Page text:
Preparing food for your party

Find out best practices for food safety for when you host a party.

December 22, 2016 - Author: ,

Food Poisoning isn’t the type of “gift” that you want your guests to leave your party with. Many foodborne illnesses occur as a result of poor food handling at home – not just at the local restaurants. Think about your practices and what you can do to minimize the risk of food poisoning. The are some important precautions you should take when hosting a party.

Prepare food as if all of your guests have a weakened immune system and are susceptible. You may not know if any of them are taking medications or have a medical condition that would make it easy for them to get sick. The single most important thing you can do is wash hands often – in between tasks, after handling the garbage, after wiping your nose or after petting a dog. Are you having finger food or a sit-down meal? Think about how long the food will be sitting out and if you need to use a tool to keep hot food hot or cold food cold. What foods need to be kept cold/hot? 

Party food that is prone to bacteria when left at room temperature too long:

  • Meat – deli or prepared cuts of meat/fish/poultry
  • Dairy products – cheese trays
  • Shellfish – shrimp cocktail
  • Cooked rice, beans or potatoes – salads, soups or mashed potatoes
  • Sprouts and raw seeds – used in salads
  • Eggs/egg dishes – deviled eggs
  • Sliced melon and other fruit – fruit trays
  • Soy protein foods - prepared tofu
  • Sandwiches
  • Salads and salad bar items
  • Anything that needs to be stored in the refrigerator should be kept cold (less than 40 degrees Fahrenheit)

There are some other things to keep in mind, such as following the 2 hour rule, meaning you must chill food not eaten within 2 hours. Watch for cross-contamination. for example, don’t use the same cutting board for raw meat, as you would for vegetables, and clean and sanitize utensils between use. Do not prepare food if you are sick, especially if symptoms such as fever, diarrhea and vomiting are present, enlist the help of other family or friends. Make sure you don’t let animals in the food prep area, and especially do not let them on the countertop.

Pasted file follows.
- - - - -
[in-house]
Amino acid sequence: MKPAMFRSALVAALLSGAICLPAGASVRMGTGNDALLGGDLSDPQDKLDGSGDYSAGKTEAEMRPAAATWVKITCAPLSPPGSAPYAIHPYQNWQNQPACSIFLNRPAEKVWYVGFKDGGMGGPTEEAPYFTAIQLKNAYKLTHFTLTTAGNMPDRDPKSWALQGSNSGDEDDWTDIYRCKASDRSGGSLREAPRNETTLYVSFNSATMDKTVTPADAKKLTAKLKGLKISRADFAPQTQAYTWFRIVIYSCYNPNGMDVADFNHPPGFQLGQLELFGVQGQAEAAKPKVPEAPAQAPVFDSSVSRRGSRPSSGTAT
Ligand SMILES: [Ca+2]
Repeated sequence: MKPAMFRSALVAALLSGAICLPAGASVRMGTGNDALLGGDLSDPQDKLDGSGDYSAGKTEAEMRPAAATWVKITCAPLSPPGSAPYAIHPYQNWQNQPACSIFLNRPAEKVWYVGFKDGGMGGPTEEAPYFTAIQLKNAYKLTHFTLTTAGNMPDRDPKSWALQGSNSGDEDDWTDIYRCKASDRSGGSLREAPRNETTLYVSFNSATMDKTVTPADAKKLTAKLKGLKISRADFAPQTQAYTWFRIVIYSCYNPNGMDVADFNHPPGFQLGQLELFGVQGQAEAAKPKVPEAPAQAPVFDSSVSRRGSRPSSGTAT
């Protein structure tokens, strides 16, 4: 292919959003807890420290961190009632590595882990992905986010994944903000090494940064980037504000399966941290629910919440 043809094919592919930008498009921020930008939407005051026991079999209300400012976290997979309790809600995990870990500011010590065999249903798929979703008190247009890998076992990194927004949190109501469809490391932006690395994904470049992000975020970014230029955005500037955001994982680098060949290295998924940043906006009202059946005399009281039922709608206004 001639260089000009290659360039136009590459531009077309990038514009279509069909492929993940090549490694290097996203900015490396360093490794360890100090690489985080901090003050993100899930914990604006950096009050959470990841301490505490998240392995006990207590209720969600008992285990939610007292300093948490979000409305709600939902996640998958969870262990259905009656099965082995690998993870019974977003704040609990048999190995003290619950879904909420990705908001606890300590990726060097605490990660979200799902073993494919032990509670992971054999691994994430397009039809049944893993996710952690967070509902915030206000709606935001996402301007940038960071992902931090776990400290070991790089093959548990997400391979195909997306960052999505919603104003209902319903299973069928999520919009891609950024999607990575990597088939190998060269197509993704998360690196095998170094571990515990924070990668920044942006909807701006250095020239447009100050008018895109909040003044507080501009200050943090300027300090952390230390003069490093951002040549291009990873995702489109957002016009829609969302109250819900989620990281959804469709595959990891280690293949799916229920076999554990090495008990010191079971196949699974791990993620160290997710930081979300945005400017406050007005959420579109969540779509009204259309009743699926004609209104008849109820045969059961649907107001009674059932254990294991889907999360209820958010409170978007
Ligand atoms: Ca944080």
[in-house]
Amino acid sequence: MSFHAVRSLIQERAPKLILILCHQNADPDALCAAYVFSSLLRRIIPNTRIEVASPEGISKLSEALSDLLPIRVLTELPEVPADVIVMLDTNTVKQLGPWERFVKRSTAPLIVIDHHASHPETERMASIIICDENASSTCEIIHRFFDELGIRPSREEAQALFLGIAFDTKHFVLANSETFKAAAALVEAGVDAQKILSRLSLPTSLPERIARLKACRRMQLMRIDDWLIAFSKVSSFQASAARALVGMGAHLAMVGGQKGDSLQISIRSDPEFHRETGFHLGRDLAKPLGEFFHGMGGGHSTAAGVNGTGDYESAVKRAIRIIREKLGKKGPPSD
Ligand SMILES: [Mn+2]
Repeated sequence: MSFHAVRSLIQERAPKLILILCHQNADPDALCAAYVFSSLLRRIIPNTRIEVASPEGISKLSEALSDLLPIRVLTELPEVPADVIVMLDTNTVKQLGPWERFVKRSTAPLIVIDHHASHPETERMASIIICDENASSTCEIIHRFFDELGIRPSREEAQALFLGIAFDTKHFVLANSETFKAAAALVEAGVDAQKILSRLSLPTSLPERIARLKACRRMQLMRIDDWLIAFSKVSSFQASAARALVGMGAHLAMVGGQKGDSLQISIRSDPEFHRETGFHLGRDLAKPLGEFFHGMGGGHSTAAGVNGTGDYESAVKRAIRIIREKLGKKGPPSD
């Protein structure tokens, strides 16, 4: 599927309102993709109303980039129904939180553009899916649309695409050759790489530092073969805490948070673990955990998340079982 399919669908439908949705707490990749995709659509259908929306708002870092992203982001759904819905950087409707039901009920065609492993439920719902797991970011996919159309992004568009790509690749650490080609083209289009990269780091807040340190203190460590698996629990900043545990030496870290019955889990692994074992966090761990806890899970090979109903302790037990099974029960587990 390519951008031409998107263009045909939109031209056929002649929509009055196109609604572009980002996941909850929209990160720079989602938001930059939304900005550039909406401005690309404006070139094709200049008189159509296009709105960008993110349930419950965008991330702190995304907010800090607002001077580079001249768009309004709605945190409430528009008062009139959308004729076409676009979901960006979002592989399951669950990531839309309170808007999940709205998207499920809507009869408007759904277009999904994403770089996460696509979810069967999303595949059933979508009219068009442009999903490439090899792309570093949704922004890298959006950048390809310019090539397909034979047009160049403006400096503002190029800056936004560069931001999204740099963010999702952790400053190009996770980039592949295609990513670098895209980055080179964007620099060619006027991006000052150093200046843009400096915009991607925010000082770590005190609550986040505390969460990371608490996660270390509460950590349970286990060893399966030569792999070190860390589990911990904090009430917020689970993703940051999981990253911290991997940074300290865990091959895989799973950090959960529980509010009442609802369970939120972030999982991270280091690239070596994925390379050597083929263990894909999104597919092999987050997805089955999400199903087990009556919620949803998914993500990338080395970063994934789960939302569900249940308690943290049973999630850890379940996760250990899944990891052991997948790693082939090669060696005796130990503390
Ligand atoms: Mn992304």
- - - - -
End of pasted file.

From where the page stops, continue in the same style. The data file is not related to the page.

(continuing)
If you are preparing food in advance of your party, make sure you cool food down as quickly as possible. You have 2 hours to cool food from 135 F to 70 F, then 4 more hours to cool food to 40 F. This may mean dividing the soup into smaller containers or chilling it in an ice bath. Thaw food in the refrigerator, under cool running water, in the microwave (as long as it will be cooked immediately), or as part of the cooking process – do not thaw on the countertop.

Also, ensure you don’t use a crock pot to re-heat food, but it can be used to cook food or hold hot food. Don’t use a sauce that was previously used as a marinade to marinate raw meat or use it as a serving sauce (unless it was part of the cooking process).

Cook meat to the proper internal temperature. If you are involved with serving food to crowds, Michigan State University Extension offers Cooking for Crowds classes, which offers practical food safety tips for the lay person. Contact your local MSU Extension office to find out more.

Tags: food & health, msu extension, safe food & water


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